How Are You, Really?

I saw a news paper article about a Swedish woman who on Facebook had asked her friends state how they really felt about life and not give that standard glossy version. Apparently, she was astonished by the response since most her friends opened their hearts and told her and everyone else about was most important right now. This is not typically Swedish.

There have been attempt to use comments in social media to spot potential suicide candidates, such as the Samaritans Radar app. However, as indicated by Demos Alex Krasodomski-Jones' comments, this is very much a tricky task that would involve thorough research that would require lots of permissions from ethical committees.
But how easy is it to answer a question like that: How are you, really? Could it be that life is too multifaceted to be described in one or two sentences? Is it possible to feel full of sadness and happiness, have worries and anticipations, have hopes and shattered dreams, all at the same time?

One international attempt to measure well-being has been made by the OECD called How’s Life?, published every two years, provides a comprehensive picture of well-being in OECD countries and other major economies by bringing together an internationally comparable set of well-being indicators. It looks at people’s material conditions and quality of life across the population in eleven dimensions including: income and wealth; jobs and earnings; housing; health status; work-life balance; education and skills; social connections; civic engagement and governance; environmental quality; personal security; and subjective well-being.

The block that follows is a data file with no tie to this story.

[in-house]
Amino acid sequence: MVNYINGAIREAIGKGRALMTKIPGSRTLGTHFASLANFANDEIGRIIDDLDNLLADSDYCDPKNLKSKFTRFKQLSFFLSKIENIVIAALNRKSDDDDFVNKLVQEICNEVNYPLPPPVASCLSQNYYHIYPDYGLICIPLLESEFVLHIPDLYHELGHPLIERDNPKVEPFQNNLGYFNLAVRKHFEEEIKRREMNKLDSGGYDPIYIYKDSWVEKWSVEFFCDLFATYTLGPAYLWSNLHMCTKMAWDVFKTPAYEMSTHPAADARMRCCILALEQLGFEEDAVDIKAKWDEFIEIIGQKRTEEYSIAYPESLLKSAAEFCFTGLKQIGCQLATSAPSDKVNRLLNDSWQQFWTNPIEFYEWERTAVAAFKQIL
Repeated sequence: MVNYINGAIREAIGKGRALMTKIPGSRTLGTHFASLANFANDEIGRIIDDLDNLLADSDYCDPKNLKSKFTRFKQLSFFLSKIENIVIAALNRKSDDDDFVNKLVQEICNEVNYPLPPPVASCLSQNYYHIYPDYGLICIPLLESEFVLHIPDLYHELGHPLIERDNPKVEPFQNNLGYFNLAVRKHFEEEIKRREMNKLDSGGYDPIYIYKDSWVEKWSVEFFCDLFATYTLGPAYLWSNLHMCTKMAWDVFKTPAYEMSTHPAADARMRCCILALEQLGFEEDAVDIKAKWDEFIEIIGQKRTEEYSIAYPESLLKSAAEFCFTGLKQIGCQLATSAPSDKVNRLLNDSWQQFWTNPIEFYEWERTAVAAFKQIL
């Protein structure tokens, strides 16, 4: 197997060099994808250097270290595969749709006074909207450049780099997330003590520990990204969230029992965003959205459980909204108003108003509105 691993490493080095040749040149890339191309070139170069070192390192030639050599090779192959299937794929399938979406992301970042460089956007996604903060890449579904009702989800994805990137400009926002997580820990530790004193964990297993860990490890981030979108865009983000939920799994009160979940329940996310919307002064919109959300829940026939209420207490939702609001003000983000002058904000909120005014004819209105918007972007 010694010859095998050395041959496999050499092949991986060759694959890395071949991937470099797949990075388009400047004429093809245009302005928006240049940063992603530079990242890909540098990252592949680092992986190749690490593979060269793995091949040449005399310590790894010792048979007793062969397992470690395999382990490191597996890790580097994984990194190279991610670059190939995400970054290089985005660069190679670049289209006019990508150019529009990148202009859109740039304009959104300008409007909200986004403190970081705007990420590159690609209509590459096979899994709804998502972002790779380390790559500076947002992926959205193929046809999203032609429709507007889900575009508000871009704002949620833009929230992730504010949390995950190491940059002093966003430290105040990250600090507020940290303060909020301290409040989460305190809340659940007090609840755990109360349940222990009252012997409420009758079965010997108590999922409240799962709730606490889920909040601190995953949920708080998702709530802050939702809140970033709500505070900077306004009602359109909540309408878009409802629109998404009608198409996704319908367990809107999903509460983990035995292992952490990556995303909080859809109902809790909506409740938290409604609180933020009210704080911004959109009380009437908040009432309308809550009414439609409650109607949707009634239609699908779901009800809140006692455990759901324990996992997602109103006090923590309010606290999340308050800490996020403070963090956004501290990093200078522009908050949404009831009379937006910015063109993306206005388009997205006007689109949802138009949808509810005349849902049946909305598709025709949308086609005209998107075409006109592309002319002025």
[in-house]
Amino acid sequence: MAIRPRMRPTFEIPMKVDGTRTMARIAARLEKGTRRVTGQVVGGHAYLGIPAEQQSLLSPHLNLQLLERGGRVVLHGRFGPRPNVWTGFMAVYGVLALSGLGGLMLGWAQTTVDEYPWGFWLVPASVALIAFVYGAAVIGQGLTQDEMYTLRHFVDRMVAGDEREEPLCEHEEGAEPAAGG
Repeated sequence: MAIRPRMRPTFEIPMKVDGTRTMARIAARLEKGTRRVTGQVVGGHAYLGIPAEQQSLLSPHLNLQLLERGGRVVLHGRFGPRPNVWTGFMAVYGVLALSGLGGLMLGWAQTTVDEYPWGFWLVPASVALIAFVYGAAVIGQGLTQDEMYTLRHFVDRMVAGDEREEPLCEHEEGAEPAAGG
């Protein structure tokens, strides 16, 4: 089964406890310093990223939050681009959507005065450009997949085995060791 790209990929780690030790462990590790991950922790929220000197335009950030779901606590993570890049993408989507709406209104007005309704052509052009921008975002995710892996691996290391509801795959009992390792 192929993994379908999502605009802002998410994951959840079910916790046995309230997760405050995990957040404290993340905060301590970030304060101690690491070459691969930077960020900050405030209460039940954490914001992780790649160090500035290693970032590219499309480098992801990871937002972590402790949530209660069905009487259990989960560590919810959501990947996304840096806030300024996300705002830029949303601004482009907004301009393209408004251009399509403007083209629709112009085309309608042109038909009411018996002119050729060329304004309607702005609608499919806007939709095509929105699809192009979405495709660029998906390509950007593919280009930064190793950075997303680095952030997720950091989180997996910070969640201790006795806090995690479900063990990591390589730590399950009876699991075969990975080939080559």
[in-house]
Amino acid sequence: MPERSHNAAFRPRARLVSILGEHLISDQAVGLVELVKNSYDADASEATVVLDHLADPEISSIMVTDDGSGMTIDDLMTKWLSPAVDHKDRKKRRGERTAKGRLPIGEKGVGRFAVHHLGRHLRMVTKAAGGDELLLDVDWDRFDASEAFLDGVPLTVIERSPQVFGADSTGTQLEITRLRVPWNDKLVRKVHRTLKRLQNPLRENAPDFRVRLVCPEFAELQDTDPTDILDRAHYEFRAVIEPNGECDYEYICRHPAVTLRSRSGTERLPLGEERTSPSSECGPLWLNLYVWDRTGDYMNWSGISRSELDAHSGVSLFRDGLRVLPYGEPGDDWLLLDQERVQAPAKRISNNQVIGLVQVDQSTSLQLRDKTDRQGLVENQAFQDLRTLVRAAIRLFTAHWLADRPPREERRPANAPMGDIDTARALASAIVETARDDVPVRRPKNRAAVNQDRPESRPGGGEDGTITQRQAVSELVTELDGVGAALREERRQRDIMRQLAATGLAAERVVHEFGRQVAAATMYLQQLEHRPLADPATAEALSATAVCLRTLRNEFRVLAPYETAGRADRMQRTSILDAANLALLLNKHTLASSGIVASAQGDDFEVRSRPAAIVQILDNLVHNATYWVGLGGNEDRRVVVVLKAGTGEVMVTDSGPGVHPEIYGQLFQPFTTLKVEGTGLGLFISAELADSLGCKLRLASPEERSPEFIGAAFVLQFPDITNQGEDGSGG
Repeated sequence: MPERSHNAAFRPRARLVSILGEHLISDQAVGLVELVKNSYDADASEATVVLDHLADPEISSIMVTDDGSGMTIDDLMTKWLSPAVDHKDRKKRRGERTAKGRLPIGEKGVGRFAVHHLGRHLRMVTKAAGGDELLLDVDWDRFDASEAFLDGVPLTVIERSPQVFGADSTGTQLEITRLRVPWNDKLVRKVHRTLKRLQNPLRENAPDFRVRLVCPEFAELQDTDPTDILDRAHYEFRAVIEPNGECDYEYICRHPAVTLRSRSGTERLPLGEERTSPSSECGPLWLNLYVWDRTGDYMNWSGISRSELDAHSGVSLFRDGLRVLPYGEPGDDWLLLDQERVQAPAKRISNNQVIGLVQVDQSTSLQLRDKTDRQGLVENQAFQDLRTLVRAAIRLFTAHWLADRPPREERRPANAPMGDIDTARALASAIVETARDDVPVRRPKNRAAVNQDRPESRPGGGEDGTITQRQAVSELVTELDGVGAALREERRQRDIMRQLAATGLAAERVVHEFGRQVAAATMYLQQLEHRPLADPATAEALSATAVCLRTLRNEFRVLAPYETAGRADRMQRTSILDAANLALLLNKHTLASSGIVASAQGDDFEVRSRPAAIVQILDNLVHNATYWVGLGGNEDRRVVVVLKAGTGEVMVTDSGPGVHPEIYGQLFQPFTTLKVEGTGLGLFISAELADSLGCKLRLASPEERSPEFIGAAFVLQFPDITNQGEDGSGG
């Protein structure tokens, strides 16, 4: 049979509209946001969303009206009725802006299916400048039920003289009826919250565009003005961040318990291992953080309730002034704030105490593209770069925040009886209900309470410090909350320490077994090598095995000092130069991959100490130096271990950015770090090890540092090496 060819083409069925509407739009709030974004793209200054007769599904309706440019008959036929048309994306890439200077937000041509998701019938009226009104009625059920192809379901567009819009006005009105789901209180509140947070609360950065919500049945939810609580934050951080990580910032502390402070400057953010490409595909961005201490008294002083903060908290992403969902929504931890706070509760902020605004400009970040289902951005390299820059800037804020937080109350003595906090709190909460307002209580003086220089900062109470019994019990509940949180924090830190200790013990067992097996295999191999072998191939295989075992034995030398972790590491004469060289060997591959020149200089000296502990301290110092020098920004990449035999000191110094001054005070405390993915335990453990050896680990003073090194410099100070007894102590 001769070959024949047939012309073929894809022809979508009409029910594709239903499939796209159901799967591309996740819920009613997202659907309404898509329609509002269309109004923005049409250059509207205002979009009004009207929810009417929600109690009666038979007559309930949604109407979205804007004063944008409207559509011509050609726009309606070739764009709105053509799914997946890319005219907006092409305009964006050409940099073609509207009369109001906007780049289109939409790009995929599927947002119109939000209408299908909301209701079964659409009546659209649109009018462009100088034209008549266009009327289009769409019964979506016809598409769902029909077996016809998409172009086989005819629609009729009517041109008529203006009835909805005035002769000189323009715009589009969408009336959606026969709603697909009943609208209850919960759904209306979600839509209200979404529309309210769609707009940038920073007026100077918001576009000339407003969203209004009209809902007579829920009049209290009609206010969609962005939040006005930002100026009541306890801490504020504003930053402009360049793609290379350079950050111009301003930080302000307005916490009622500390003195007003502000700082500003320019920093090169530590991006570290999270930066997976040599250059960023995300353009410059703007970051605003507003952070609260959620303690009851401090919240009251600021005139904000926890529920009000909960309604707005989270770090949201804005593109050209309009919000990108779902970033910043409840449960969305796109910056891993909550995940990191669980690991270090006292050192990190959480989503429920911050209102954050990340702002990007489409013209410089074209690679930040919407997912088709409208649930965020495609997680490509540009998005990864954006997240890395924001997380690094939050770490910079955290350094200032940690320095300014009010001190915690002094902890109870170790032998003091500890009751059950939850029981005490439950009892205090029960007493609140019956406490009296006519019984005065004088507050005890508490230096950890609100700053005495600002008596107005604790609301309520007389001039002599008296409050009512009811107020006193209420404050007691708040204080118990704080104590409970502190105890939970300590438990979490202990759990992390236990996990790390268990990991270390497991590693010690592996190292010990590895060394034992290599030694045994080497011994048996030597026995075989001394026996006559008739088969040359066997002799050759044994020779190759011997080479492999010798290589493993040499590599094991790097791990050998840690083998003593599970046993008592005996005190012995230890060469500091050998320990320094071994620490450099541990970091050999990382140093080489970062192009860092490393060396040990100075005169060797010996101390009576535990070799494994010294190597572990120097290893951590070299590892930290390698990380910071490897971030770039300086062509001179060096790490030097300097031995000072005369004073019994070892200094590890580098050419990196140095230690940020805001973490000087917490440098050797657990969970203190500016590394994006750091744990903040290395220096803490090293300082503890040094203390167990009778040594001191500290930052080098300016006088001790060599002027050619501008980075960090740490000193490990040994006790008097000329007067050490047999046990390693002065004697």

In this study, Sweden comes out as a top performer in environmental quality, and it ranks above the average of the 36 countries in the dimensions of civic engagement, education and skills, work-life balance, health status, subjective well-being, income and wealth, jobs and earnings, housing, and social connections, but slightly below the average in personal security.

However, the OECD also created the Better Life Index which is an interactive web application that invites citizens to compare well-being across OECD countries and beyond on the basis of the set of well-being indicators explored in How’s Life? Users chose what weight to give to each of the eleven dimensions shown below and therefore see how countries’ perform, based on their own personal priorities in life. Apparently, the users in Sweden put most emphasis on life-satisfaction, health and the environment.

I wonder, maybe we put a little too much emphasis on life-satisfaction. I think I do. Or rather, I'm not thankful enough for the gifts life has brought me. I laugh everyday at work. I've spent 20 years in school because I wanted to. I love my apartment and my allotment. I'm close to friends and family. Playing volleyboll makes me happy, and training youngsters how to play gives me a sense of usefulness. Since I turned 18, I've voted in all Swedish elections, and although I'm not engaged in a political party I am engaged in political questions. I feel secure even when walking home alone in the night under the full moon.
Two out of the three times I've visited Boston, I've stopped at the Life is Good shop on Boylston Street. I bought soft t-shirts for my sister and brother-in-law, but also a pink sweater for myself with the brand logo printed on the front. I should wear it more often. Especially when feeling sad and sorry for myself.

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